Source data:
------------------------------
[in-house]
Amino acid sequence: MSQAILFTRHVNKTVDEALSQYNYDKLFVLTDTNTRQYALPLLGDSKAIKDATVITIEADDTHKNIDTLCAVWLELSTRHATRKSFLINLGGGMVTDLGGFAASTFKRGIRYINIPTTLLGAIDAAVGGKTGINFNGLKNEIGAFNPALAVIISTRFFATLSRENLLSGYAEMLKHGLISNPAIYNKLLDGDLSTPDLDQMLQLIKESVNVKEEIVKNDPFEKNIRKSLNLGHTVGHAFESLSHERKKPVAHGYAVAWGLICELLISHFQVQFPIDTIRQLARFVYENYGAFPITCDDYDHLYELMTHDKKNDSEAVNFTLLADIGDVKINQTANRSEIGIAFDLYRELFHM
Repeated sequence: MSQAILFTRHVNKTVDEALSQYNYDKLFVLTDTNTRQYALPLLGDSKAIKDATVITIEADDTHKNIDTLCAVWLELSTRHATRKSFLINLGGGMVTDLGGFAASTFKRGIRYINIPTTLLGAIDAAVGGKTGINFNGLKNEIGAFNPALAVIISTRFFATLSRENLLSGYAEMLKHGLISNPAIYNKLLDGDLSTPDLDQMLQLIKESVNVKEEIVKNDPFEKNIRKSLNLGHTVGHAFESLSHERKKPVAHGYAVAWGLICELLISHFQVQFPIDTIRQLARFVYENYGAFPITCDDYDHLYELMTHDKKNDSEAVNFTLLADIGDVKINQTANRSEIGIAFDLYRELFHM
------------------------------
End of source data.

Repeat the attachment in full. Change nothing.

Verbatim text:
[in-house]
Amino acid sequence: MSQAILFTRHVNKTVDEALSQYNYDKLFVLTDTNTRQYALPLLGDSKAIKDATVITIEADDTHKNIDTLCAVWLELSTRHATRKSFLINLGGGMVTDLGGFAASTFKRGIRYINIPTTLLGAIDAAVGGKTGINFNGLKNEIGAFNPALAVIISTRFFATLSRENLLSGYAEMLKHGLISNPAIYNKLLDGDLSTPDLDQMLQLIKESVNVKEEIVKNDPFEKNIRKSLNLGHTVGHAFESLSHERKKPVAHGYAVAWGLICELLISHFQVQFPIDTIRQLARFVYENYGAFPITCDDYDHLYELMTHDKKNDSEAVNFTLLADIGDVKINQTANRSEIGIAFDLYRELFHM
Repeated sequence: MSQAILFTRHVNKTVDEALSQYNYDKLFVLTDTNTRQYALPLLGDSKAIKDATVITIEADDTHKNIDTLCAVWLELSTRHATRKSFLINLGGGMVTDLGGFAASTFKRGIRYINIPTTLLGAIDAAVGGKTGINFNGLKNEIGAFNPALAVIISTRFFATLSRENLLSGYAEMLKHGLISNPAIYNKLLDGDLSTPDLDQMLQLIKESVNVKEEIVKNDPFEKNIRKSLNLGHTVGHAFESLSHERKKPVAHGYAVAWGLICELLISHFQVQFPIDTIRQLARFVYENYGAFPITCDDYDHLYELMTHDKKNDSEAVNFTLLADIGDVKINQTANRSEIGIAFDLYRELFHM